Last Update: 8/3/2017 3:09:00 PM
Ask the vet's pets: Renal society guides veterinarians in treating kidney disease
Dear Christopher Cat: Gertie, my 12-year-old cat, was recently diagnosed with chronic kidney disease. I'm uncertain how to proceed, because I'm getting conflicting treatment recommendations from the two veterinarians I consulted. What now?
Christopher responds: Chronic kidney disease, or CKD, the most common kidney problem in cats, is also called chronic renal insufficiency and chronic renal failure. The disease becomes more prevalent as cats age, striking one in three senior cats.
The goals of treatment are to identify and address the cause of the cat's CKD, minimize its unpleasant effects and slow the progression of the disease.
Treatment is guided by the disease's severity, measured in stages defined by the International Renal Interest Society, or IRIS.
To determine Gertie's IRIS stage, her veterinarians consider the level of creatinine in her blood. Creatinine, a byproduct of muscle metabolism, is excreted by the kidneys, which filter the blood and remove waste materials.
As kidney function wanes, creatinine builds up in the blood. Higher creatinine levels mean a higher IRIS stage.
The IRIS stage also takes into account any protein in Gertie's urine and her blood pressure.
Ask your veterinarians for Gertie's IRIS stage (1, 2, 3 or 4), and then learn about treatment recommendations at the IRIS website, www.iris-kidney.com. You'll find information on fluid therapy, diet, omega-3 fatty acid supplementation and medications.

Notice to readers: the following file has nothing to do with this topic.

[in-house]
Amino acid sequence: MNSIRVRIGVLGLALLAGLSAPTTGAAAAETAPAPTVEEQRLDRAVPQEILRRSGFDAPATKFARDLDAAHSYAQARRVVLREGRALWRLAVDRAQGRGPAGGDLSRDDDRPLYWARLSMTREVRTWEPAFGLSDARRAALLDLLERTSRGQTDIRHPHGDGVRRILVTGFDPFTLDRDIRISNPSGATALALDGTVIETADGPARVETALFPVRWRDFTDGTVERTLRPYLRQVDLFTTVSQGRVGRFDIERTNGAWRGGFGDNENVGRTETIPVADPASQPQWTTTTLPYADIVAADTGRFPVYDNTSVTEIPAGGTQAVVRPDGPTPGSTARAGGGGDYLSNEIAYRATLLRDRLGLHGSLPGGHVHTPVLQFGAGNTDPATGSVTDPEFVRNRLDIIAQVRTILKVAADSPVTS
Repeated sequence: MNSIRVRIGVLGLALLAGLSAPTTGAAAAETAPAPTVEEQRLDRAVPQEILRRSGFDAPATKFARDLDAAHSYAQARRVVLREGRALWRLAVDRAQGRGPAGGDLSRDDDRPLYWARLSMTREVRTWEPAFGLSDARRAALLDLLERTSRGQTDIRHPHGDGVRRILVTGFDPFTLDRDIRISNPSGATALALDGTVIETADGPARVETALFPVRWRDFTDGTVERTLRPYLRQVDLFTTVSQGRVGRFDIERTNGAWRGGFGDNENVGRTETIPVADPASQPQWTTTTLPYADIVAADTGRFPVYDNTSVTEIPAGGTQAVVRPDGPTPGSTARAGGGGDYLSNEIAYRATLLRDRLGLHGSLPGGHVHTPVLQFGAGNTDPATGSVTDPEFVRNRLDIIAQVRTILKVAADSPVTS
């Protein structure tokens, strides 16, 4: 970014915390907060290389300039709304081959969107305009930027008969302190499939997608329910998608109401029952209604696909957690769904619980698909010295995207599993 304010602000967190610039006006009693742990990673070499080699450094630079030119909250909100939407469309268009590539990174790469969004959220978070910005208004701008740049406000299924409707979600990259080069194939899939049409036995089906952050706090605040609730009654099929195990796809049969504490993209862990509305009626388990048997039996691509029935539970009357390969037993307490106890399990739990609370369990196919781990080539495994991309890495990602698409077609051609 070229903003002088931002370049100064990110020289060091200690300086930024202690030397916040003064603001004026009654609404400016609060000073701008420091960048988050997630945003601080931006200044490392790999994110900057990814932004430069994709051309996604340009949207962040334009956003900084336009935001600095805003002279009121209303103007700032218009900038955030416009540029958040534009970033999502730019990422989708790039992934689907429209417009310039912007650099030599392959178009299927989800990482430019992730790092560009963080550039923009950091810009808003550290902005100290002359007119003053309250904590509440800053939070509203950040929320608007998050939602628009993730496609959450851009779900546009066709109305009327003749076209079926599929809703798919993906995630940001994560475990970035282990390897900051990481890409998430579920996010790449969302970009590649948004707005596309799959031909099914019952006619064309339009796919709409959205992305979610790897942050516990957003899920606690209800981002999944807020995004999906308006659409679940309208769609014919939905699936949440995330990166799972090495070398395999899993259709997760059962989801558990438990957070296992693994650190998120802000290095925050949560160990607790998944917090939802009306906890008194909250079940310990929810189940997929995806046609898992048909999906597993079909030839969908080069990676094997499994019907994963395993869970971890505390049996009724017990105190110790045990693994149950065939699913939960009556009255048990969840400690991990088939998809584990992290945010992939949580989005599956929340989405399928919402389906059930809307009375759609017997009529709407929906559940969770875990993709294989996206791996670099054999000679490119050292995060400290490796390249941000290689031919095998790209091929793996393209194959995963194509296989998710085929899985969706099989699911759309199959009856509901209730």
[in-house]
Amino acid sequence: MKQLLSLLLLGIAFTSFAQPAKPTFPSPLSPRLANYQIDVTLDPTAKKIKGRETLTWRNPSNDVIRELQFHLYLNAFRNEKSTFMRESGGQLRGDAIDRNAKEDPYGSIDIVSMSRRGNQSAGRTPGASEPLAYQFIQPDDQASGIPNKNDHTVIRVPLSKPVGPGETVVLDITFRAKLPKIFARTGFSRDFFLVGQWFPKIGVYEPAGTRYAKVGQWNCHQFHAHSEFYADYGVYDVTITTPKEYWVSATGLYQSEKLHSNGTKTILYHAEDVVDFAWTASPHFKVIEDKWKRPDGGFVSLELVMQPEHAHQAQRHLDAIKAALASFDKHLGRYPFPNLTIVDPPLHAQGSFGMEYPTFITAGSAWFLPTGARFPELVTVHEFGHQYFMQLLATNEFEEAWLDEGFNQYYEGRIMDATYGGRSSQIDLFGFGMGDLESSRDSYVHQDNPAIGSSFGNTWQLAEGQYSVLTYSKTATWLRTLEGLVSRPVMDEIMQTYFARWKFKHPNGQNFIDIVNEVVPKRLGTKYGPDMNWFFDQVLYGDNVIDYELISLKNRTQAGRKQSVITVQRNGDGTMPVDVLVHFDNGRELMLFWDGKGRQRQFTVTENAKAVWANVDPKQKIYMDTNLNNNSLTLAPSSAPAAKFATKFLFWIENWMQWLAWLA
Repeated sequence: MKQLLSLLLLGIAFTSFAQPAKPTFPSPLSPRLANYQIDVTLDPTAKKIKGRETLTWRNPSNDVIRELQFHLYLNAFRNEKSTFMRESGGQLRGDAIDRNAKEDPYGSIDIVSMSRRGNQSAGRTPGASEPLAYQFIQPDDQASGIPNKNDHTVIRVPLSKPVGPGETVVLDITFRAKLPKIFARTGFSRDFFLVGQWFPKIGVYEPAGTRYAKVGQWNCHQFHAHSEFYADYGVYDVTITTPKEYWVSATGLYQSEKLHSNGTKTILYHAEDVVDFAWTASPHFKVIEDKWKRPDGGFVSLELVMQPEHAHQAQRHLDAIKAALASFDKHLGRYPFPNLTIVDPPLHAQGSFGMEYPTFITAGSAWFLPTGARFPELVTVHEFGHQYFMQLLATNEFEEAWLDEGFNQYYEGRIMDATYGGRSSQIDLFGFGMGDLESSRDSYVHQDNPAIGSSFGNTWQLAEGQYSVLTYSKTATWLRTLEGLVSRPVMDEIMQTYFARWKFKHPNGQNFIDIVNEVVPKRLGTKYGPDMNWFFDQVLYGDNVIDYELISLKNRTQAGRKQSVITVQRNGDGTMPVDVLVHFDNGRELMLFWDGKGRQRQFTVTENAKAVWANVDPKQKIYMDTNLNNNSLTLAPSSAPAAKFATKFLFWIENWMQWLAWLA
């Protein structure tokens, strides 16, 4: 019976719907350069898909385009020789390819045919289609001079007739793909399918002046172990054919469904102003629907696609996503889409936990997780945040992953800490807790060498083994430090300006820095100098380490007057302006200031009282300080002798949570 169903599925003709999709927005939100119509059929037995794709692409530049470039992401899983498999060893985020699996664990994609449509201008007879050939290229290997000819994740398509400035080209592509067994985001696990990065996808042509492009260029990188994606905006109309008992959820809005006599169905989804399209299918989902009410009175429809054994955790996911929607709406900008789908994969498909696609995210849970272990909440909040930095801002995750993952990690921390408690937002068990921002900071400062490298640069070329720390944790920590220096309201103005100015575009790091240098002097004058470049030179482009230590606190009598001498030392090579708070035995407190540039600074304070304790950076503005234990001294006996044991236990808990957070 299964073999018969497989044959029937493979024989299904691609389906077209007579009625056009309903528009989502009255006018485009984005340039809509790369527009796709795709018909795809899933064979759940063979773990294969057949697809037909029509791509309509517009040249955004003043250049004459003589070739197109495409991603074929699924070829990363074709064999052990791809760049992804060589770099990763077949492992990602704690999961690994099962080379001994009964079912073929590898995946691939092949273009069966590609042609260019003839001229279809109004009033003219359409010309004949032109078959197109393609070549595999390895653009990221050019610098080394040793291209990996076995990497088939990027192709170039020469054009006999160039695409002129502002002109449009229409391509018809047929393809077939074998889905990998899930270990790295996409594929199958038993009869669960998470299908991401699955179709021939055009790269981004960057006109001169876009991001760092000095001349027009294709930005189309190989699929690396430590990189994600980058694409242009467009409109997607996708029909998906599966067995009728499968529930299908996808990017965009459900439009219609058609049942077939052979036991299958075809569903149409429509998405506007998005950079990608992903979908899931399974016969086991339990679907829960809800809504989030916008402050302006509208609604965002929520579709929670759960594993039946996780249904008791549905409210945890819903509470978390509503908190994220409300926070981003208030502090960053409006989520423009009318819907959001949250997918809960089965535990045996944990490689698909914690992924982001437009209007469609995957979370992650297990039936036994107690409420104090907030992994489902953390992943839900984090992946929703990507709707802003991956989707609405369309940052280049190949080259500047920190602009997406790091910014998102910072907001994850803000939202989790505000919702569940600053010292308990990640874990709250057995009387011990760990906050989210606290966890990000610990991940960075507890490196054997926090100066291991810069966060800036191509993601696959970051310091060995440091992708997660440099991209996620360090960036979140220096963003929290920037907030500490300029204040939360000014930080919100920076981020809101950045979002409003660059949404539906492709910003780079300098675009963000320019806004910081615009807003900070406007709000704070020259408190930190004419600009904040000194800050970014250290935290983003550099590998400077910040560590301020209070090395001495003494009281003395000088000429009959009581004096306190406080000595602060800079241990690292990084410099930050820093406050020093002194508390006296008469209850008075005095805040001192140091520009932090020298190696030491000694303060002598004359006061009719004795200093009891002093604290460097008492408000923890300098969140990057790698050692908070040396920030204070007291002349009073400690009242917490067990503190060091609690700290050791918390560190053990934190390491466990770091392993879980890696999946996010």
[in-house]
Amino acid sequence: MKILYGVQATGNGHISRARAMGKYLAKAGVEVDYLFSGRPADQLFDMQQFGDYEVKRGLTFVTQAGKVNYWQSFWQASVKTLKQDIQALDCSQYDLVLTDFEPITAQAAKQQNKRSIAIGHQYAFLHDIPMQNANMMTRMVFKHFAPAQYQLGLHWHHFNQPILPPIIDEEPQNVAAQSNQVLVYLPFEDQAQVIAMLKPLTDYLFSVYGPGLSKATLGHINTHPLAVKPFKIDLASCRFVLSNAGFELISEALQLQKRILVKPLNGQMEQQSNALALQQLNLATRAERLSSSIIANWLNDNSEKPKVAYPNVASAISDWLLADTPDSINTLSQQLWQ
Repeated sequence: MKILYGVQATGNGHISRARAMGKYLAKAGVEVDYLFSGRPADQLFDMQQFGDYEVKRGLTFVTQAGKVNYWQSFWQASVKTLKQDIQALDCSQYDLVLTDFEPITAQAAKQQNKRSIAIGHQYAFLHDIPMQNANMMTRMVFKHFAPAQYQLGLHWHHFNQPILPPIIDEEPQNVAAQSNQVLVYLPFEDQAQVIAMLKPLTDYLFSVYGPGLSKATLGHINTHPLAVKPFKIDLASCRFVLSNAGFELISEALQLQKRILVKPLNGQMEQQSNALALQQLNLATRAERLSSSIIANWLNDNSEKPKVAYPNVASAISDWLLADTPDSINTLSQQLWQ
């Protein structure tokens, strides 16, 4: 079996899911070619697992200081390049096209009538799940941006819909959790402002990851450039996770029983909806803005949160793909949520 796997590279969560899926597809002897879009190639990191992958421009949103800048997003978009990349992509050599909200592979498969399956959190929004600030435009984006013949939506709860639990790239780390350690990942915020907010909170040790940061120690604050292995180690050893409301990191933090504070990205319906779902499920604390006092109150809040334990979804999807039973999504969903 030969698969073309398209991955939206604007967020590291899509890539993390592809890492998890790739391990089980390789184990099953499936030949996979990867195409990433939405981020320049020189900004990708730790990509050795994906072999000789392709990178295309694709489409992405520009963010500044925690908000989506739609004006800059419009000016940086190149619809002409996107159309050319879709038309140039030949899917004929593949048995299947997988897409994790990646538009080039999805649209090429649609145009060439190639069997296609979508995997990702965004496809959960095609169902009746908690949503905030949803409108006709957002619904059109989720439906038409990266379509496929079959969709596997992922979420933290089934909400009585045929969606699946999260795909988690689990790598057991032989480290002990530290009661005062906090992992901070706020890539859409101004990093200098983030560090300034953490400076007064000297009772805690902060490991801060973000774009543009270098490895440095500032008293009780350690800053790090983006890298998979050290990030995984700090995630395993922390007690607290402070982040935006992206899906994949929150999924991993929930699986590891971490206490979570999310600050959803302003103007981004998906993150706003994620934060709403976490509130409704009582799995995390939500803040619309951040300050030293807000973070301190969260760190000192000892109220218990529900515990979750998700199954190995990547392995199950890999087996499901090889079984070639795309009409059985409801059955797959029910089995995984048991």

Remember, though, that the IRIS guidelines are suggestions, not rules, and that patients are always treated as individuals. Some treatment recommendations remain controversial, even within IRIS, so it's not surprising that your veterinarians' opinions about how to treat Gertie may differ.
Dear Daisy Dog: I want to start using an automatic toilet bowl cleaner, but our dog drinks from the toilet and I don't want him to get sick. Can you recommend a safe toilet bowl cleaner?
Daisy responds: Most automatic toilet bowl cleaners are reasonably safe when diluted in toilet water. If your dog does develop a problem, the worst he will experience is mild stomach upset.
On the other hand, the tablets themselves and undiluted liquid toilet bowl cleaners are corrosive. Ingesting them will irritate your dog's entire gastrointestinal tract, from his mouth and esophagus to his stomach and intestines, causing vomiting and diarrhea.
While the diluted automatic bowl cleaners are safe for pets, it's still unwise to allow them to drink from the toilet. Humans may excrete fecal bacteria, parasites and medications that remain in the water after flushing and shouldn't be ingested by pets.
So close the lid and offer your dog a big bowl of fresh water. Remember to wash and refill the bowl daily.
Ask the Vet's Pets appears Friday in the print edition of the Reading Eagle. The animal authors of the column live with Lee Pickett, V.M.D., who practices companion animal medicine. Contact them at www.askthevetspets.com.